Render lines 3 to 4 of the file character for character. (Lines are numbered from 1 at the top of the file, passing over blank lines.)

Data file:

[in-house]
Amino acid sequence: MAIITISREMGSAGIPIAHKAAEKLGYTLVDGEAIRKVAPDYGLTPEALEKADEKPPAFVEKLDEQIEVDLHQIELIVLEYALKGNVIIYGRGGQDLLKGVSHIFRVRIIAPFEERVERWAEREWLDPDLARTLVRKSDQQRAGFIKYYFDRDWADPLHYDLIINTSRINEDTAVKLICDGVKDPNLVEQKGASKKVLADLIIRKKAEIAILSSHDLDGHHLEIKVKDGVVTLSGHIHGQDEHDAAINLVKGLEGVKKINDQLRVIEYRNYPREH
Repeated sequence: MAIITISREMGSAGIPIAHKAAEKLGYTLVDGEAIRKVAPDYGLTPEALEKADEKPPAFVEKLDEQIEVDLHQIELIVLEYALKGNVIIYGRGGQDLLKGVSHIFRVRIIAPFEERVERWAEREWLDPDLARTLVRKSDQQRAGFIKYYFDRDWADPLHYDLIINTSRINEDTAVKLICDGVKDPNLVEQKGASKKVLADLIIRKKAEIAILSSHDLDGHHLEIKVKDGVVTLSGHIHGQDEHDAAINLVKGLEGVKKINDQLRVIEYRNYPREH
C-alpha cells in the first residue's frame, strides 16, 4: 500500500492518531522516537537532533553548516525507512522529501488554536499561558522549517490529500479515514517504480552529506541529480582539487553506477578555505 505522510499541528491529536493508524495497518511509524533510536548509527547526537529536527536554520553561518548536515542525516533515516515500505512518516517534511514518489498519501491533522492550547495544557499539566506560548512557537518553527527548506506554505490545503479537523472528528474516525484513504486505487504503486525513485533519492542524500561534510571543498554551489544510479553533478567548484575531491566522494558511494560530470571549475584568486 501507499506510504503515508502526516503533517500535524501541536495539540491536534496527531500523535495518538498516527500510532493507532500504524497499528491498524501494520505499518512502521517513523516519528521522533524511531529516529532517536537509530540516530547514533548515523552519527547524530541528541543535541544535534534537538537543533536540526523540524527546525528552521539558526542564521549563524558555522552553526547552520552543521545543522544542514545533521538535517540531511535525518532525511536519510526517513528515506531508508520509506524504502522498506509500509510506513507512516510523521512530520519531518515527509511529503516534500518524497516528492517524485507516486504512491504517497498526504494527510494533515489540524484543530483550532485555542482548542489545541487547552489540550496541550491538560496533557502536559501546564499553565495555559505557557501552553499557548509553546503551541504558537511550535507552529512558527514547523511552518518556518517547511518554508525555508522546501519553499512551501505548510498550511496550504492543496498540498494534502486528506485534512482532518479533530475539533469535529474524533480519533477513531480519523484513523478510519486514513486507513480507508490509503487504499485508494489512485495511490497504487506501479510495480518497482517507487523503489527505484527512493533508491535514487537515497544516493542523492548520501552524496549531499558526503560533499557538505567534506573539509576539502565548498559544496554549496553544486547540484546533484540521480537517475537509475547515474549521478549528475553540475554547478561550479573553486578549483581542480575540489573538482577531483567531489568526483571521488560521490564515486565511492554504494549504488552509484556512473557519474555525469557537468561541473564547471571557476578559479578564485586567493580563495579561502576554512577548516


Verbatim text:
Repeated sequence: MAIITISREMGSAGIPIAHKAAEKLGYTLVDGEAIRKVAPDYGLTPEALEKADEKPPAFVEKLDEQIEVDLHQIELIVLEYALKGNVIIYGRGGQDLLKGVSHIFRVRIIAPFEERVERWAEREWLDPDLARTLVRKSDQQRAGFIKYYFDRDWADPLHYDLIINTSRINEDTAVKLICDGVKDPNLVEQKGASKKVLADLIIRKKAEIAILSSHDLDGHHLEIKVKDGVVTLSGHIHGQDEHDAAINLVKGLEGVKKINDQLRVIEYRNYPREH
C-alpha cells in the first residue's frame, strides 16, 4: 500500500492518531522516537537532533553548516525507512522529501488554536499561558522549517490529500479515514517504480552529506541529480582539487553506477578555505 505522510499541528491529536493508524495497518511509524533510536548509527547526537529536527536554520553561518548536515542525516533515516515500505512518516517534511514518489498519501491533522492550547495544557499539566506560548512557537518553527527548506506554505490545503479537523472528528474516525484513504486505487504503486525513485533519492542524500561534510571543498554551489544510479553533478567548484575531491566522494558511494560530470571549475584568486 501507499506510504503515508502526516503533517500535524501541536495539540491536534496527531500523535495518538498516527500510532493507532500504524497499528491498524501494520505499518512502521517513523516519528521522533524511531529516529532517536537509530540516530547514533548515523552519527547524530541528541543535541544535534534537538537543533536540526523540524527546525528552521539558526542564521549563524558555522552553526547552520552543521545543522544542514545533521538535517540531511535525518532525511536519510526517513528515506531508508520509506524504502522498506509500509510506513507512516510523521512530520519531518515527509511529503516534500518524497516528492517524485507516486504512491504517497498526504494527510494533515489540524484543530483550532485555542482548542489545541487547552489540550496541550491538560496533557502536559501546564499553565495555559505557557501552553499557548509553546503551541504558537511550535507552529512558527514547523511552518518556518517547511518554508525555508522546501519553499512551501505548510498550511496550504492543496498540498494534502486528506485534512482532518479533530475539533469535529474524533480519533477513531480519523484513523478510519486514513486507513480507508490509503487504499485508494489512485495511490497504487506501479510495480518497482517507487523503489527505484527512493533508491535514487537515497544516493542523492548520501552524496549531499558526503560533499557538505567534506573539509576539502565548498559544496554549496553544486547540484546533484540521480537517475537509475547515474549521478549528475553540475554547478561550479573553486578549483581542480575540489573538482577531483567531489568526483571521488560521490564515486565511492554504494549504488552509484556512473557519474555525469557537468561541473564547471571557476578559479578564485586567493580563495579561502576554512577548516